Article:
I think there’s certain editorial lenses through which Vice storytelling thrives. Access is a big one of them, being there. Immersive is a word that is used a lot within the organization. Really giving users an opportunity to experience people in places outside of what they’re comfortable with. And we’re able to figure out unique ways to do that through these mobile video storytelling products, as well as through the reporting process on the written side and through more of the produced video that comes out of the digital video teams. So there’s a philosophical kind of Vicey-ness, there’s visual Vicey-ness and then there’s content and angle, that is part of the brand’s overall approach. We work hard to have thorough lines and consistency across all of our digital content so that it feels cohesive and not random or distracted by any means.

What does a successful Instagram TV story look like? What are the characteristics? What boxes are you checking? 

If we’re doing something for IGTV, we want it to be edited for vertical and take advantage of the 9:16. On social feeds, for example, it has to be a tight arc, a very tight narrative arc that gets right to the story. Instagram itself is a pretty curated platform. It’s a little bit more curated than Tik Tok, for example, which tends to be a little bit more homegrown, a little more like everybody’s home video. Instagram is a little more polished. We’ve found personal stories, where you get an intimate experience with the narrator, or with the subject close up and personal with them tend to do well. It’s like how people communicate with their friends on that platform anyway. So the more that we can be aligned to how people naturally film themselves on that platform in our storytelling, the better engagement will be, because it establishes an authenticity for why we’re there in the first place.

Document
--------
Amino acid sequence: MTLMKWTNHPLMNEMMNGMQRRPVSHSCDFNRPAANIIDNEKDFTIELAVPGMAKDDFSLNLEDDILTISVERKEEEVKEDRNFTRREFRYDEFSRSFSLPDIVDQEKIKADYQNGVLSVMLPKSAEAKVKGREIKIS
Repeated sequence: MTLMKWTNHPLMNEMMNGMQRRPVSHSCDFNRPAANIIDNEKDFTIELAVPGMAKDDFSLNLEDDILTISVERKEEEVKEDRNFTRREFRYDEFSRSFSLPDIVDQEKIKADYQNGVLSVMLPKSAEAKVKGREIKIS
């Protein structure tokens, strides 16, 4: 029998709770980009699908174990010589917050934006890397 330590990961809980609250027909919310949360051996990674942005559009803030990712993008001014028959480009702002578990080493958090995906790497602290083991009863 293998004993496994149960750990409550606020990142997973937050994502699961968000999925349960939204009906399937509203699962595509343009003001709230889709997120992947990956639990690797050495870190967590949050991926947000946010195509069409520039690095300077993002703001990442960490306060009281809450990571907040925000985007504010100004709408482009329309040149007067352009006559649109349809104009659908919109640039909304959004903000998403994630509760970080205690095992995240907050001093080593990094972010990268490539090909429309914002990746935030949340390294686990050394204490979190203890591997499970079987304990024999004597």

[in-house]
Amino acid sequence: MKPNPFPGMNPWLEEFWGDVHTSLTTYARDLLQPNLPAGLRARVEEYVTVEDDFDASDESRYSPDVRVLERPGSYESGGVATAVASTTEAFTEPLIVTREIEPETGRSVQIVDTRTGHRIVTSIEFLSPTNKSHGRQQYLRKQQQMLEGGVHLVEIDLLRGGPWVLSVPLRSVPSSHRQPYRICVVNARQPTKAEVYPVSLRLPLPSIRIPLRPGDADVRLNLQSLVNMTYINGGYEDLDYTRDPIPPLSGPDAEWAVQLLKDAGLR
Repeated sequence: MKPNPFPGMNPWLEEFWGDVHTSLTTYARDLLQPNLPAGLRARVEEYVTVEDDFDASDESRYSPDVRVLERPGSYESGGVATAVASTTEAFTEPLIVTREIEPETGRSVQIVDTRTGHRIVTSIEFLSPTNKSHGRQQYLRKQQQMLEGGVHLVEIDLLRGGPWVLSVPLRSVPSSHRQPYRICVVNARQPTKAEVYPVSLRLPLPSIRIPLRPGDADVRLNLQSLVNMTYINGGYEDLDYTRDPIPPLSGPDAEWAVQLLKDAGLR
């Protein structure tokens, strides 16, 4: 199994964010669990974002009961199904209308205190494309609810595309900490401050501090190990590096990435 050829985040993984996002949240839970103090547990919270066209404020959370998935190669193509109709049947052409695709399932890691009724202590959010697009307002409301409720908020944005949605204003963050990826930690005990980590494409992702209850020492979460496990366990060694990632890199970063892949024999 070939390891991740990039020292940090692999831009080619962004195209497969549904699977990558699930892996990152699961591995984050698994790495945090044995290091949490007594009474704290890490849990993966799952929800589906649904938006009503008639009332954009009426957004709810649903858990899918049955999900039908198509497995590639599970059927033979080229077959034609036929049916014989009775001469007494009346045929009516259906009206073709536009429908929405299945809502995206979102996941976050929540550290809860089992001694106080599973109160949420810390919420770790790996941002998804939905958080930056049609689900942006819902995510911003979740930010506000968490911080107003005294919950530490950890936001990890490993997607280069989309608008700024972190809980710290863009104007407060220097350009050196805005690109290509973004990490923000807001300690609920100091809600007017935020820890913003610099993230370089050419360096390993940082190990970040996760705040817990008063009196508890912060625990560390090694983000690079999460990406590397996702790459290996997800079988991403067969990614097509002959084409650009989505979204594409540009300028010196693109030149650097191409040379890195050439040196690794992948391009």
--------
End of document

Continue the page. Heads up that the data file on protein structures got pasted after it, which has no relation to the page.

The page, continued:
What are your team’s favorite tools or tech for making social content?

 I think what’s been amazing about producing during the pandemic is you are able to actually do a lot with a little. We shoot, we do a lot of screen recording, we do a lot of iPhone stuff, found footage, and edit in the app when possible. In terms of the ways that we’ve been able to do it, it’s really leaning into the constraints of the moment, leaning into having our subjects film and send us footage. We can’t necessarily get there as easily but it doesn’t mean that we have to have boring footage. You just empower different types of people to participate in the storytelling process with you and allow and take that creative leap with them. It doesn’t hinder the power of the stories, we’re able to do creative workarounds with what people can give us and we give them credit. It’s been a nice way to find alternative visual texture, rather than just the Zoom selfie.  

What tips do you have for  smaller local newsrooms? 

I think these platforms have a lot of tools. You don’t need a fancy $20,000 camera right now to make premium video content. Phones have amazing cameras on them and because so many people are viewing video on mobile, it actually is optimized already. Shoot in vertical – people are gonna be watching in vertical, take advantage of that frame. I think the things for smaller newsrooms to keep in mind are to use the tools of these platforms. Lean into phone stuff, shoot on phones, edit on phones, when possible. Invest in just some things that are really helpful, they don’t have to be super expensive. You can use graphics, you can put texture on there, there’s ways to elevate through editing, there’s ways to kind of compensate for possibly less than ideal footage, more so than sound, right? There’s programs like Adobe Rush, which allow you to edit on phones. Just leaning into that and divorcing ourselves from the idea that video journalism means long-form doc style stuff. It’s an exciting moment in that way, where creating video is more accessible now thanks to the technology that’s out there.

Editor’s note: This interview has been edited for length and clarity.